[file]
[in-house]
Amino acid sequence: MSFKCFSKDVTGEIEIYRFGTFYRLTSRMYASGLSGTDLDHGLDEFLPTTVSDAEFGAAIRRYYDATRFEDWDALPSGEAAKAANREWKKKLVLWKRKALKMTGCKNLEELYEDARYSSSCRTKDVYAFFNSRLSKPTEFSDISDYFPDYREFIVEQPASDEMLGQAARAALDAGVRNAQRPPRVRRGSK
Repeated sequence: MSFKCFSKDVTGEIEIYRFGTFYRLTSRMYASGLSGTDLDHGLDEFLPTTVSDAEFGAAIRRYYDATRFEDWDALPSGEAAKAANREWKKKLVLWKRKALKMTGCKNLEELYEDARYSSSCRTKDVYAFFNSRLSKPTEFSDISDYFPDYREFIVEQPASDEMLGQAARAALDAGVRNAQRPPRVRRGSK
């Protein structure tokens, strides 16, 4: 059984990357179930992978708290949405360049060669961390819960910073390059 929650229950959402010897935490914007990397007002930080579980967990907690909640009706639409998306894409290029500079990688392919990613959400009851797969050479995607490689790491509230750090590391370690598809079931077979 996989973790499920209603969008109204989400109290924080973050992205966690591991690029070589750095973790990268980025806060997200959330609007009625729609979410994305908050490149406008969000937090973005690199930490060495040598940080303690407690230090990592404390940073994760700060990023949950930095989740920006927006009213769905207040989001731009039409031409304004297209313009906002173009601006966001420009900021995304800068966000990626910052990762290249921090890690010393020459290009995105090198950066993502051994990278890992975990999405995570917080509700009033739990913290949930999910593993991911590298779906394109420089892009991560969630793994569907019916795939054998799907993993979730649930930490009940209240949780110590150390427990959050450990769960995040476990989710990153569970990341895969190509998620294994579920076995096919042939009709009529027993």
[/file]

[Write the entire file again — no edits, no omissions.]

[in-house]
Amino acid sequence: MSFKCFSKDVTGEIEIYRFGTFYRLTSRMYASGLSGTDLDHGLDEFLPTTVSDAEFGAAIRRYYDATRFEDWDALPSGEAAKAANREWKKKLVLWKRKALKMTGCKNLEELYEDARYSSSCRTKDVYAFFNSRLSKPTEFSDISDYFPDYREFIVEQPASDEMLGQAARAALDAGVRNAQRPPRVRRGSK
Repeated sequence: MSFKCFSKDVTGEIEIYRFGTFYRLTSRMYASGLSGTDLDHGLDEFLPTTVSDAEFGAAIRRYYDATRFEDWDALPSGEAAKAANREWKKKLVLWKRKALKMTGCKNLEELYEDARYSSSCRTKDVYAFFNSRLSKPTEFSDISDYFPDYREFIVEQPASDEMLGQAARAALDAGVRNAQRPPRVRRGSK
């Protein structure tokens, strides 16, 4: 059984990357179930992978708290949405360049060669961390819960910073390059 929650229950959402010897935490914007990397007002930080579980967990907690909640009706639409998306894409290029500079990688392919990613959400009851797969050479995607490689790491509230750090590391370690598809079931077979 996989973790499920209603969008109204989400109290924080973050992205966690591991690029070589750095973790990268980025806060997200959330609007009625729609979410994305908050490149406008969000937090973005690199930490060495040598940080303690407690230090990592404390940073994760700060990023949950930095989740920006927006009213769905207040989001731009039409031409304004297209313009906002173009601006966001420009900021995304800068966000990626910052990762290249921090890690010393020459290009995105090198950066993502051994990278890992975990999405995570917080509700009033739990913290949930999910593993991911590298779906394109420089892009991560969630793994569907019916795939054998799907993993979730649930930490009940209240949780110590150390427990959050450990769960995040476990989710990153569970990341895969190509998620294994579920076995096919042939009709009529027993």